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Aristotle distinguishes between two kinds of virtue: moral virtue and intellectual virtue Aristotle says that moral virtues are not innate, but that they are acquired by developing the habit of exercising them. An individual becomes truthful by acting truthfully, or becomes unselfish by acting unselfishly. Aristotle notes that it may be difficult for an individual to become virtuous if he or she has not acquired the habit of acting virtuously. For example, it may be difficult for an individual to become tactful, if he or she has not acquired the habit of acting tactfully. It may also be difficult for an individual to become unselfish, if he or she has acquired the habit of acting selfishly.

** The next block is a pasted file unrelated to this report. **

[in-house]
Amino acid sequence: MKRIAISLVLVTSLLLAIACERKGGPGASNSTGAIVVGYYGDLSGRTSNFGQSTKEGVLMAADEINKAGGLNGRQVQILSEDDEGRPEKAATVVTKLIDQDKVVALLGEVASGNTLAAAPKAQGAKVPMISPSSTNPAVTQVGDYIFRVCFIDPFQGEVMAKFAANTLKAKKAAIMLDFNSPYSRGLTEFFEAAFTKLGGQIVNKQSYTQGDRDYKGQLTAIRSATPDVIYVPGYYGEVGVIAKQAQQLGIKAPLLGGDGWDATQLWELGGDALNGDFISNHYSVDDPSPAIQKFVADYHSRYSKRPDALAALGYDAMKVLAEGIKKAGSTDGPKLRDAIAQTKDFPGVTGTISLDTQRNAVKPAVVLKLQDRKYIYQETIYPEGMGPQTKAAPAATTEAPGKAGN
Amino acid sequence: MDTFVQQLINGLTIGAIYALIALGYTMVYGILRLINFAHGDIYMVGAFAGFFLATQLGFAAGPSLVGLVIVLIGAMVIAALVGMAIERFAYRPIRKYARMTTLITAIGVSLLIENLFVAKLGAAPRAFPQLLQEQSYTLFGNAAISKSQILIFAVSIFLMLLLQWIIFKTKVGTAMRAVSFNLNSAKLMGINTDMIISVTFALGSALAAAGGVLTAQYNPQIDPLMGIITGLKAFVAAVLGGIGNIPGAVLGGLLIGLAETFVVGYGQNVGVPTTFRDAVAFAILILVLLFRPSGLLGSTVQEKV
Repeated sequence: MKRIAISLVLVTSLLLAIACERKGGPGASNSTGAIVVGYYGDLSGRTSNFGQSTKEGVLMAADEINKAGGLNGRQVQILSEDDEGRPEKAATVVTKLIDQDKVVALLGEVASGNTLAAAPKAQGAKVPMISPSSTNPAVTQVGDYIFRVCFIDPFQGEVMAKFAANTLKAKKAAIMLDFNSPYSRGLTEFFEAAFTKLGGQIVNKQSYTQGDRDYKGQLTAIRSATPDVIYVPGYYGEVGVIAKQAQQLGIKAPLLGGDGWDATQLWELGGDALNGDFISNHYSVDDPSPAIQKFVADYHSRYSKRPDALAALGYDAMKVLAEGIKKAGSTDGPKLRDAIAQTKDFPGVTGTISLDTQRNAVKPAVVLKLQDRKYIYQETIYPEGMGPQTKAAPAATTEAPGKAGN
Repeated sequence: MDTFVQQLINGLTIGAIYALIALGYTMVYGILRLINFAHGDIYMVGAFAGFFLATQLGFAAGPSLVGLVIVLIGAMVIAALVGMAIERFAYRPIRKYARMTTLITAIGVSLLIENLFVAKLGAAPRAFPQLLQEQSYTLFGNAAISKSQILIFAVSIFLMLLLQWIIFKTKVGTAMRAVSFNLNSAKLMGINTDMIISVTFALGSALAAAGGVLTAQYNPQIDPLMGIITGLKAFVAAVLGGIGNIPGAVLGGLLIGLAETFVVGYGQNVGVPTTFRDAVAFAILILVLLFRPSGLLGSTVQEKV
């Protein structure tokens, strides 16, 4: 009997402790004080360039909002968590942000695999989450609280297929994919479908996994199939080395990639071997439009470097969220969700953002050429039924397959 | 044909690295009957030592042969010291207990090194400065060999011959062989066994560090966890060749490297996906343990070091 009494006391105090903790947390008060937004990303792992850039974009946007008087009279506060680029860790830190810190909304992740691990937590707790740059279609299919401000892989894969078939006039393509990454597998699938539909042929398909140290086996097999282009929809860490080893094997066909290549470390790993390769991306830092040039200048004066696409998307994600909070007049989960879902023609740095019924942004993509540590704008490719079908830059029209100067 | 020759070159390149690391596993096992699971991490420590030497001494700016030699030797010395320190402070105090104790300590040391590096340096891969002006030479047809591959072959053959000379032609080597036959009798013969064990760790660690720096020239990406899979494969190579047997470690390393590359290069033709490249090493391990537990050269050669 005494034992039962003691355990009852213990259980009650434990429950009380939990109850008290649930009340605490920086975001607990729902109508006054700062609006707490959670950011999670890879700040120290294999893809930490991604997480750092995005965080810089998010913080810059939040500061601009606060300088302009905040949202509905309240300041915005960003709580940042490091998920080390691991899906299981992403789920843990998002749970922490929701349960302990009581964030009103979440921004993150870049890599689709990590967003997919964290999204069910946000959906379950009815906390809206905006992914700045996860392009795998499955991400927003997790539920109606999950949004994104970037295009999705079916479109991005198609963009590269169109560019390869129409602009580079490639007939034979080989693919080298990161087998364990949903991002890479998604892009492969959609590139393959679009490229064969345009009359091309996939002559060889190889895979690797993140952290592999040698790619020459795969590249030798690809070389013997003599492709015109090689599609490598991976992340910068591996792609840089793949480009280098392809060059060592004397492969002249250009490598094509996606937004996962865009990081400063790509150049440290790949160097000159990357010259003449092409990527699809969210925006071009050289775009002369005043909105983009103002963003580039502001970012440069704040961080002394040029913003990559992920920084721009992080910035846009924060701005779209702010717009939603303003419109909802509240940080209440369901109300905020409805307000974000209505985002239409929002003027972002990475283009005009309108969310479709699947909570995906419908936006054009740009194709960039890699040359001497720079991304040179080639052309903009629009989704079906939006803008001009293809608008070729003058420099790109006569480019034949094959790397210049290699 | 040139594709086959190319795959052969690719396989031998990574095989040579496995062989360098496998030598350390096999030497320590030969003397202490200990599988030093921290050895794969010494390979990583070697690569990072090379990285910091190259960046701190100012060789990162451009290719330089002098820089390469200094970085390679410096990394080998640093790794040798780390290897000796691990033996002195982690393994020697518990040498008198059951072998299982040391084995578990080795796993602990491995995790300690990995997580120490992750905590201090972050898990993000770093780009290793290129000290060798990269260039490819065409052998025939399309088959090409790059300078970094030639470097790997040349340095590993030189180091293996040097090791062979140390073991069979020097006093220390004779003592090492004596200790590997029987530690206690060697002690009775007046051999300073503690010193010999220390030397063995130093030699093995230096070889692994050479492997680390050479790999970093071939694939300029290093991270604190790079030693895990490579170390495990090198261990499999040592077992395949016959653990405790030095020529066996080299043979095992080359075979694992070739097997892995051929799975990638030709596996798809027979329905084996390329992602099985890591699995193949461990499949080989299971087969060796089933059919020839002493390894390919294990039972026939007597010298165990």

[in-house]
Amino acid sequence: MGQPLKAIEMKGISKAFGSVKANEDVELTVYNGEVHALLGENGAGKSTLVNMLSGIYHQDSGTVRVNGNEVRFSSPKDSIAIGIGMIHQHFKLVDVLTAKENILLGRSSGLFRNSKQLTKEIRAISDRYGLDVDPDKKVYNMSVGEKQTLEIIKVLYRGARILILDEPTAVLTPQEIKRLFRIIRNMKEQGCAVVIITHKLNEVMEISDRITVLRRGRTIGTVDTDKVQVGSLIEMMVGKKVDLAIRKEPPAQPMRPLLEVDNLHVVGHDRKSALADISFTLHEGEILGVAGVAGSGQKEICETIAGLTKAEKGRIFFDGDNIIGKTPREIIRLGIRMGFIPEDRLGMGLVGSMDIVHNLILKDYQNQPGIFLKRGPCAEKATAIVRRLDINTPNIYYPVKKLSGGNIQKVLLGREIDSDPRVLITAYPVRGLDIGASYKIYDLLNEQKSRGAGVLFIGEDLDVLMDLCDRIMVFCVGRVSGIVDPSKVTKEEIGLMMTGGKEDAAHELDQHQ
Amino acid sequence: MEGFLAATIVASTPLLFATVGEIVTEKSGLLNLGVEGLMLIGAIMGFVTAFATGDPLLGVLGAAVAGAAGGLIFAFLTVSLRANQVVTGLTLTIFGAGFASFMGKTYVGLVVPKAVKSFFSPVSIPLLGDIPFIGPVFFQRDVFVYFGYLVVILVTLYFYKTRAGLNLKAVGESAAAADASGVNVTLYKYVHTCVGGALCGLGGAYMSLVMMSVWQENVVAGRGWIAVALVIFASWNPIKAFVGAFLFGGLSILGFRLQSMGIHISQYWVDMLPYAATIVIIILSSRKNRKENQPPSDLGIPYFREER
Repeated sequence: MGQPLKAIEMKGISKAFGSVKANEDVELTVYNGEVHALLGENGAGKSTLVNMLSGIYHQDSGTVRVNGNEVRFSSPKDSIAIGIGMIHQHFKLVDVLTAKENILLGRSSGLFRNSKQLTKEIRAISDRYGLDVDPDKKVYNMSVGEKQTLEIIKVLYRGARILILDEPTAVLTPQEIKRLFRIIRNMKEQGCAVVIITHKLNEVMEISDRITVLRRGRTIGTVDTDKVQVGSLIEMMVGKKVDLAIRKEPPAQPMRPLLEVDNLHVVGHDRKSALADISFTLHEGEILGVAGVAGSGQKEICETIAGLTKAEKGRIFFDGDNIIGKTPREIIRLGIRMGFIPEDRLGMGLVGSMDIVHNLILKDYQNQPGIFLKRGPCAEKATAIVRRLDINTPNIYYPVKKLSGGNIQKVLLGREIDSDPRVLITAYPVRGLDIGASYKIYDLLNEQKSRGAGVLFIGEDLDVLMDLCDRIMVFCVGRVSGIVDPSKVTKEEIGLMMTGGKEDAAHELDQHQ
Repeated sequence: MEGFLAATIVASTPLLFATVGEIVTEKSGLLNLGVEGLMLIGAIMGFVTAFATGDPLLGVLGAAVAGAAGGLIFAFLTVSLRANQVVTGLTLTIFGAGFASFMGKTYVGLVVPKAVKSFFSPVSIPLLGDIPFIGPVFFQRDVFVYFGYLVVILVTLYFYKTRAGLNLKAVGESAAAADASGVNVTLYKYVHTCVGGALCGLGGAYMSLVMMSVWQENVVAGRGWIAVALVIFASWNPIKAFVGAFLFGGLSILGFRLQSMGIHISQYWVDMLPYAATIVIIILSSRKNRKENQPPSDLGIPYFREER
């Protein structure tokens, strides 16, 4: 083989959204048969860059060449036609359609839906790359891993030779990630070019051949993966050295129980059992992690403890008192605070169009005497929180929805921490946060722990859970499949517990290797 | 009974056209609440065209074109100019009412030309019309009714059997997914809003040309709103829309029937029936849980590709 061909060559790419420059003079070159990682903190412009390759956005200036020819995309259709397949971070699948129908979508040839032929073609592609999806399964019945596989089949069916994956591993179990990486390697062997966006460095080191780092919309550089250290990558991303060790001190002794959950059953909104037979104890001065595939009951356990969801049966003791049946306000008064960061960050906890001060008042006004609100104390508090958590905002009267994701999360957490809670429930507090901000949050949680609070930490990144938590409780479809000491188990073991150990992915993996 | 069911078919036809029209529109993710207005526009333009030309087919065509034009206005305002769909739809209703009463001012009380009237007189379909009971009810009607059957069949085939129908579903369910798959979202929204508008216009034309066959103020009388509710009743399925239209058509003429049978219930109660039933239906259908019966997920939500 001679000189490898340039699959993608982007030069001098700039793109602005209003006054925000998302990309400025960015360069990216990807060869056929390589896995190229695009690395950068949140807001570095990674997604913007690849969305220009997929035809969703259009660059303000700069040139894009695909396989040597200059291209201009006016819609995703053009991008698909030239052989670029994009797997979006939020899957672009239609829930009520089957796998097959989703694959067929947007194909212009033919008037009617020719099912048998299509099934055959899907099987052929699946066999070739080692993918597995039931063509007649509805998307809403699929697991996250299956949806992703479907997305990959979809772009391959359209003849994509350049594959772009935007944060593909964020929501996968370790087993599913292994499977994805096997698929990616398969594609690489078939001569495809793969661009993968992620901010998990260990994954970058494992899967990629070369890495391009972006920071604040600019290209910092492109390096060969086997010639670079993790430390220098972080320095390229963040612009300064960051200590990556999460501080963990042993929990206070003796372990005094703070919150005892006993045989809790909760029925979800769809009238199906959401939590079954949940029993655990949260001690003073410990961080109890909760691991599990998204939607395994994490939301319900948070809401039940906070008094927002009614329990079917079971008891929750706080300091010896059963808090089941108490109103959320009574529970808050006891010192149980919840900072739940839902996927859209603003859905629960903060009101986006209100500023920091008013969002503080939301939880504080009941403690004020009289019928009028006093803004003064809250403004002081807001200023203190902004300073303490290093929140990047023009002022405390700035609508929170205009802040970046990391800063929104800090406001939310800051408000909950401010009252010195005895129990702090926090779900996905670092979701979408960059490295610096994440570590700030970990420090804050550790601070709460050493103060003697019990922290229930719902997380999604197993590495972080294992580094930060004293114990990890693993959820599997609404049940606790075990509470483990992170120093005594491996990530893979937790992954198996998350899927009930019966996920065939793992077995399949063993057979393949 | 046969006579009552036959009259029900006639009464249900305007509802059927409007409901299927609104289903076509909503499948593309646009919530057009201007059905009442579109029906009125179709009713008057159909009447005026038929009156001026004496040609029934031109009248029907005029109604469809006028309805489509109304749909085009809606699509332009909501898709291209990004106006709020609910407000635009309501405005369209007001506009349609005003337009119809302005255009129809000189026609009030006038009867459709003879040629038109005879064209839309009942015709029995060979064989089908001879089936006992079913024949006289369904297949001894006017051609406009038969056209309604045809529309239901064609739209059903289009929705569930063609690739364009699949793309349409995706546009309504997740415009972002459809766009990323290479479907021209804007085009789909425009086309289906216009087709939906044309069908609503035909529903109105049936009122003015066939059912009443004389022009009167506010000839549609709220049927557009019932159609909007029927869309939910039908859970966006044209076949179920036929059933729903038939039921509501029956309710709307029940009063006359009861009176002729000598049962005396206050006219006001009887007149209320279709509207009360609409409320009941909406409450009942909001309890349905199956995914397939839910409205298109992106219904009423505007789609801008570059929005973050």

According to Aristotle, the intellectual virtues include: scientific knowledge (episteme), artistic or technical knowledge (techne), intuitive reason (nous), practical wisdom (phronesis), and philosophic wisdom (sophia). Scientific knowledge is a knowledge of what is necessary and universal. Artistic or technical knowledge is a knowledge of how to make things, or of how to develop a craft. Intuitive reason is the process that establishes the first principles of knowledge. Practical wisdom is the capacity to act in accordance with the good of humanity. Philosophic wisdom is the combination of intuitive reason and scientific knowledge.
Understanding (synesis) and good judgment (gnome) may also be combined with the other intellectual virtues. Moral virtues may be combined with intellectual virtues; for example, an individual or society may combine practical wisdom and justice, or may combine artistic knowledge and moral truthfulness.